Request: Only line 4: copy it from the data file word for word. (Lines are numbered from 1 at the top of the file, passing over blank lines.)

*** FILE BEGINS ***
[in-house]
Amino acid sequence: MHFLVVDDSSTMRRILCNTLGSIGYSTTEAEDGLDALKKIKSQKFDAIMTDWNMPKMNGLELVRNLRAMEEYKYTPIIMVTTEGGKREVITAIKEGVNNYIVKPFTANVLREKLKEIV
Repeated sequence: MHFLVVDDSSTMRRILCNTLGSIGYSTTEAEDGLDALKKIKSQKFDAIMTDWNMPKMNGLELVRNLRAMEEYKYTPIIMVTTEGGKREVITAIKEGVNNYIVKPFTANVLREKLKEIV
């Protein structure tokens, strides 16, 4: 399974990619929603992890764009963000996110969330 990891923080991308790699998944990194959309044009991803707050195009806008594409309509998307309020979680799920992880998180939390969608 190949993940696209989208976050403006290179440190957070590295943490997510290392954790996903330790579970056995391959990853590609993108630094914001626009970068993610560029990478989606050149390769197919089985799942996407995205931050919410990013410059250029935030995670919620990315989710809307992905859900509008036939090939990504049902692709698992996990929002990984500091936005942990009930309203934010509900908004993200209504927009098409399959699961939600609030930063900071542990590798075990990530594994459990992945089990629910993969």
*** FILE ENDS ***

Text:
């Protein structure tokens, strides 16, 4: 399974990619929603992890764009963000996110969330 990891923080991308790699998944990194959309044009991803707050195009806008594409309509998307309020979680799920992880998180939390969608 190949993940696209989208976050403006290179440190957070590295943490997510290392954790996903330790579970056995391959990853590609993108630094914001626009970068993610560029990478989606050149390769197919089985799942996407995205931050919410990013410059250029935030995670919620990315989710809307992905859900509008036939090939990504049902692709698992996990929002990984500091936005942990009930309203934010509900908004993200209504927009098409399959699961939600609030930063900071542990590798075990990530594994459990992945089990629910993969």